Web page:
Logging with a self-contained unitPublication Date: September 23rd 2016
Many loggers that have been produced over the last 10 years have relied on the availability of a computer or most recently a tablet or mobile to provide the analysis engine once the data has been acquired. The Vision logger bucks this trend by having a fully self contained logger with graphi-cal and analysis functions built in.
The logger is approximately 15 cm by 10 cm in size. It has a 5 cm × 10 cm colour touch screen and comes with a small, but useful stylus. Once the unit has been charged and turned on you are met with a fully fledged graphics interface. The menu choices are suf cient for most levels of usage. Options available are logging, meter, snapshot, programmable logging, timing and oscilloscope. On top of this there are buttons to allow access to stored data, a cable link to a computer and an apps section containing the WiFi app that allows the unit to act as a WiFi transmitter.
Choosing the ‘Easylog’ option leads to a plug and play logger which auto scales as it logs. This for basic logging is ne. If more detailed logging is required then the Graph option allows a number of parameters to be specified; including the total time and the time between samples as well as a triggering level. Once data has been acquired then there is no need for attaching to a computer. All the data analysis functions are available on the logger itself.
The range of analysis tools is very impressive and allows the logger to be self-contained; no need to have a computer nearby to continue the experiment. Constructing a simple distance time graph using a distance sensor allowed the gradients to be calculated and velocity and acceleration graphs to be constructed. Other calculations are simple to perform; logging voltage and current for a cell allowed a graph of power versus load resistance to be calculated with ease. The scaling functions made displaying the data very easy. Using the logger as a timer with light gates was equally as easy. The timing function allows light gates to be used in dynamics experiments such as force and acceleration at different loads. Saving the data is straight forward, as is taking screen grabs. What is really surprising is how much can be done on the logger itself including saving and recovering data using a GUI interface.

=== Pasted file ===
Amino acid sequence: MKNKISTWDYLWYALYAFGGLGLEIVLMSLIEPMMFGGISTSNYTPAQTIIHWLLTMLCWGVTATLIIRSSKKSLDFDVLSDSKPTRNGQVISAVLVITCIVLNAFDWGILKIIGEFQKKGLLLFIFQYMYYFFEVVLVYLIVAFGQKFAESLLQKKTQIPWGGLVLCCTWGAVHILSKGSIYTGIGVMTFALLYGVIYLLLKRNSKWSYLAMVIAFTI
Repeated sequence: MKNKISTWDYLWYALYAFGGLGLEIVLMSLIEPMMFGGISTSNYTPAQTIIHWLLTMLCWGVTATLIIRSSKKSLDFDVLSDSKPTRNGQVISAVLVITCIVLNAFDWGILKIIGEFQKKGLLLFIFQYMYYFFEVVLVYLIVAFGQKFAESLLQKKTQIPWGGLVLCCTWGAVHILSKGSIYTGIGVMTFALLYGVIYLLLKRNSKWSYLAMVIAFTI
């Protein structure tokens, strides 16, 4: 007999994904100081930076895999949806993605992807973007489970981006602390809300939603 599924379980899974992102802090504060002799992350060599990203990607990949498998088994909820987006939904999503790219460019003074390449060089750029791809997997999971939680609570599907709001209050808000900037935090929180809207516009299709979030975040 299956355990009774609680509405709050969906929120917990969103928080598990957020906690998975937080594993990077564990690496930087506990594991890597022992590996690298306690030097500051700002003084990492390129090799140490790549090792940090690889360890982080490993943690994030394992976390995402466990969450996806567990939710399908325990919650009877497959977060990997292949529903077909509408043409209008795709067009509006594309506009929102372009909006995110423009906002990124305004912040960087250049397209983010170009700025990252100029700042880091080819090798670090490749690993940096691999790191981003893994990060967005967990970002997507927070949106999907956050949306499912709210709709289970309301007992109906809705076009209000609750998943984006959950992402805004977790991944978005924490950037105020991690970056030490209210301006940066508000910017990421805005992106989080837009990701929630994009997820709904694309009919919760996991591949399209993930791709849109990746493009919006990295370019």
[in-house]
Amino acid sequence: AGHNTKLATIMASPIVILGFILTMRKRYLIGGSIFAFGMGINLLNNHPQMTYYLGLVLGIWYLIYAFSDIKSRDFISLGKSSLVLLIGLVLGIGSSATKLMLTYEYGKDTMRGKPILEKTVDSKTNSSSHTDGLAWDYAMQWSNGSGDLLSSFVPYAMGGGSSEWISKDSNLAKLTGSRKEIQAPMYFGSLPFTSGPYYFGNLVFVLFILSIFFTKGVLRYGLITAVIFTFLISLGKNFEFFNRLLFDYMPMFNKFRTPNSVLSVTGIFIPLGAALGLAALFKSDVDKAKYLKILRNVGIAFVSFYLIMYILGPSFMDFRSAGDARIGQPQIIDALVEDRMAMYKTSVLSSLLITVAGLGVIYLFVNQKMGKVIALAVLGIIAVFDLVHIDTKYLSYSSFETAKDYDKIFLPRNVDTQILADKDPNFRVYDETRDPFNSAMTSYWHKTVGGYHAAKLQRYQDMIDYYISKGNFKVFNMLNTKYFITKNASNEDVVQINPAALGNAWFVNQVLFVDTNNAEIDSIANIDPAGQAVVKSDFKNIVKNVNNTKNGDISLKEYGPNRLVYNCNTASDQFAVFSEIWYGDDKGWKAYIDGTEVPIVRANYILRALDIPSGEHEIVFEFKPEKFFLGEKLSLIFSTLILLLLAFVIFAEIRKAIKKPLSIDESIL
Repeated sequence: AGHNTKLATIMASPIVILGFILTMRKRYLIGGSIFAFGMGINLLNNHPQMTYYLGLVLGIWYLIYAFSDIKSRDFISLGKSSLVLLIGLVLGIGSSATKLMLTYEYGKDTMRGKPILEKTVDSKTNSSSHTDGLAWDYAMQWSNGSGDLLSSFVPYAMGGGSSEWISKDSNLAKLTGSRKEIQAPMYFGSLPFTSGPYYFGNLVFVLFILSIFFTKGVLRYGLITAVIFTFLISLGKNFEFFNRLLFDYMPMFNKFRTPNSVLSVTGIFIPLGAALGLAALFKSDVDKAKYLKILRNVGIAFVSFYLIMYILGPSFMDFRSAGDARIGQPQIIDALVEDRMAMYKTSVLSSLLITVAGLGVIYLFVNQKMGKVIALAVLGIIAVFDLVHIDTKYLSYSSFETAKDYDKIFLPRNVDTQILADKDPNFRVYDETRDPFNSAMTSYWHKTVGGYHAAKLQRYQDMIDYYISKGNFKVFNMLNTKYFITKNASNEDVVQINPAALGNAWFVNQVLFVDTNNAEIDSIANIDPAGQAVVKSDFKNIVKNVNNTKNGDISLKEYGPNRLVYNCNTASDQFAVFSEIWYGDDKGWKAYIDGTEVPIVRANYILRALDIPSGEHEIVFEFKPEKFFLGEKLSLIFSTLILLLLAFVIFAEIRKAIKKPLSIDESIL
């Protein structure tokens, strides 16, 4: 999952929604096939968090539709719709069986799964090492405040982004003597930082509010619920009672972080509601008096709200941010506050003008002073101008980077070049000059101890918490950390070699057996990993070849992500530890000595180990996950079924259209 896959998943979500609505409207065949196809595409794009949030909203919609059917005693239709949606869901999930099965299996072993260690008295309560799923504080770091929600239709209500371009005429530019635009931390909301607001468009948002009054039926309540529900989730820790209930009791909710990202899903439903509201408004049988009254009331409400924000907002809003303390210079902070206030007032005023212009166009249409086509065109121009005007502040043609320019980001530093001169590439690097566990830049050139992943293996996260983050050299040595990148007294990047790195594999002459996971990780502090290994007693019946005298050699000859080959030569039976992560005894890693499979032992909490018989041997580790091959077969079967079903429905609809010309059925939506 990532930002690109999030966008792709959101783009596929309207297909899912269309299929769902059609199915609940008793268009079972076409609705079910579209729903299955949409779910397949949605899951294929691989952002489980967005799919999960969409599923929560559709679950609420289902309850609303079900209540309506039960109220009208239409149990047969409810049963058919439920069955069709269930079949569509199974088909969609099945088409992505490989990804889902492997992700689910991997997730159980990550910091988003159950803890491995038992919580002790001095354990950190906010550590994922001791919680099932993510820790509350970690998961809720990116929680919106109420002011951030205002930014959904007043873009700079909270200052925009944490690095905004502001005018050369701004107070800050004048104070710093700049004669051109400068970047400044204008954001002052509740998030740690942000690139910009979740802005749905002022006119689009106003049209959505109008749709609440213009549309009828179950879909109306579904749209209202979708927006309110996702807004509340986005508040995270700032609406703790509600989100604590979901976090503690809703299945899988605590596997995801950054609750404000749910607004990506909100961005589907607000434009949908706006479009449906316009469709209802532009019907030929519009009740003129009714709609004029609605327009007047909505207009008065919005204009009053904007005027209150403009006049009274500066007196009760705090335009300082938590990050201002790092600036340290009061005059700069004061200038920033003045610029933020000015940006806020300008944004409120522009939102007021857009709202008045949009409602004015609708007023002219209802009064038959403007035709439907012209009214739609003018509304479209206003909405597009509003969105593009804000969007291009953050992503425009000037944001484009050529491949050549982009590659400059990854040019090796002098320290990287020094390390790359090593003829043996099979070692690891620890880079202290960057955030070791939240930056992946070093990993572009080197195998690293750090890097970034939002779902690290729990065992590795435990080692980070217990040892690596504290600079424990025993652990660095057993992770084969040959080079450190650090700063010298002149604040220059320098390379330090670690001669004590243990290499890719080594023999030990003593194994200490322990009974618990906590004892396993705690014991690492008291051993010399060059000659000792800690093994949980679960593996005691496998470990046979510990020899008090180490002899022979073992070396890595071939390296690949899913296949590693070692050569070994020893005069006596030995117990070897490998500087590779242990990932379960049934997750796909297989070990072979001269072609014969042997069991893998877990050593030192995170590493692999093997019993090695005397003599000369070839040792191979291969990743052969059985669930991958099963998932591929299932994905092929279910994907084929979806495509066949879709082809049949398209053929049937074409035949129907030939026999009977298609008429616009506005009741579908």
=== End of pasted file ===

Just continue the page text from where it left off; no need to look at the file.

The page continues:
Once connected via a cable to a computer, tethered logging is enabled, although I found very few advantages of having a tethered connection. The computer software (Windows) allows a similar range of analysis to that found on the logger. The layout was similar and had the same menu structure; this is a great advantage in that one menu system has to be learned. The review model is WiFi enabled and so is able to be tethered via a WiFi link; this is enabled via an ‘app’. Using the iPad software is not as intuitive as either the PC or logger software. The layout is different and the range of what can be done seemed limited, although I am assured that the software is to be updated in the very near future.
However this does allow tethered logging to take place and for the data to be analysed and sent to other applications. I was disappointed to find that an X-Y graph was beyond my ability to achieve if time was not on the X axis and that a CSV export, failed on two occasions sending zero data to ‘notes’, ‘numbers’ and Google Drive.
The iPad software should not be something that puts any potential purchaser off buying this logger. The software (version 1.07) can be updated, it is the logger itself, which is the key; it is very easy to use and at £299 for the basic logger or £349 for the Wi-Fi enabled unit, is very cost effective. The learning curve is very shallow; without the use of a manual I was able to log, manipulate and analyse data in less than 30min, even the most complex tasks are easy to carry out. A typical school student should be able to pick this up very quickly. The similarity of the PC and screen software makes this a joy to use. There is a wide range of sensors (see link below), which cover almost all the scenarios that I could imagine wishing to log. The sensors are easy to use and are recognised by the logger immediately. The logger can accept up to four sensors or two timing gates.
The logger has a variety of outputs; two USB connectors, Wi-Fi and a video out to connect to a monitor. Free software is available for PC/OSX and iPad. Alongside the logger, once paired with the Dynamics system (see separate review), you have a very powerful system for teaching a wide range of Physics. Data Harvest have now provided an Android version of this software, which was not available at the time of the review. If, as hoped, that it and the accompanying iPad software are of a similar quality to the software available on the logger itself, then they will have a formidable piece of classroom equipment.
John Kinchin IOP
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